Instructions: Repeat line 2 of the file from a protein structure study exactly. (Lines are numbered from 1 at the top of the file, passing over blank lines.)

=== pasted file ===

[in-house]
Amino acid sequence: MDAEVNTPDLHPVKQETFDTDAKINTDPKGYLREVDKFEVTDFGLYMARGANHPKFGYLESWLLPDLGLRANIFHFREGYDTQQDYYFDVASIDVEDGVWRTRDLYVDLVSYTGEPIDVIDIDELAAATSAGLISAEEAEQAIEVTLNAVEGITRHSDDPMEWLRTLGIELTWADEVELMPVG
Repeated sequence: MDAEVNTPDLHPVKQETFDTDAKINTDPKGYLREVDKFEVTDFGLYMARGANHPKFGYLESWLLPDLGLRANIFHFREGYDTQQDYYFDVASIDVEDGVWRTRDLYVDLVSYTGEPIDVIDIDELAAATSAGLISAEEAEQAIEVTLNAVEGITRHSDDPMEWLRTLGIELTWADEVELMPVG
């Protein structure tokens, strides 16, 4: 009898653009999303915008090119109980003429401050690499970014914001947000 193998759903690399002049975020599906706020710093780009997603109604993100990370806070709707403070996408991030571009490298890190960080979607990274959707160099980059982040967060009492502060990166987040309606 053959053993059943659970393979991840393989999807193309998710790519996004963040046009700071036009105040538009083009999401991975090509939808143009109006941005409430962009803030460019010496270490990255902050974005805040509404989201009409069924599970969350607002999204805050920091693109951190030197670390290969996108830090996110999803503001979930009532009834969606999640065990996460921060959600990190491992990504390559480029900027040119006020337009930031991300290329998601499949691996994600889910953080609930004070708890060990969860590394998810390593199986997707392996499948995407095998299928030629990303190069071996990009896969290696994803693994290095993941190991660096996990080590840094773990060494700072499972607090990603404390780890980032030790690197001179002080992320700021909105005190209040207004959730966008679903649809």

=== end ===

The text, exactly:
Amino acid sequence: MDAEVNTPDLHPVKQETFDTDAKINTDPKGYLREVDKFEVTDFGLYMARGANHPKFGYLESWLLPDLGLRANIFHFREGYDTQQDYYFDVASIDVEDGVWRTRDLYVDLVSYTGEPIDVIDIDELAAATSAGLISAEEAEQAIEVTLNAVEGITRHSDDPMEWLRTLGIELTWADEVELMPVG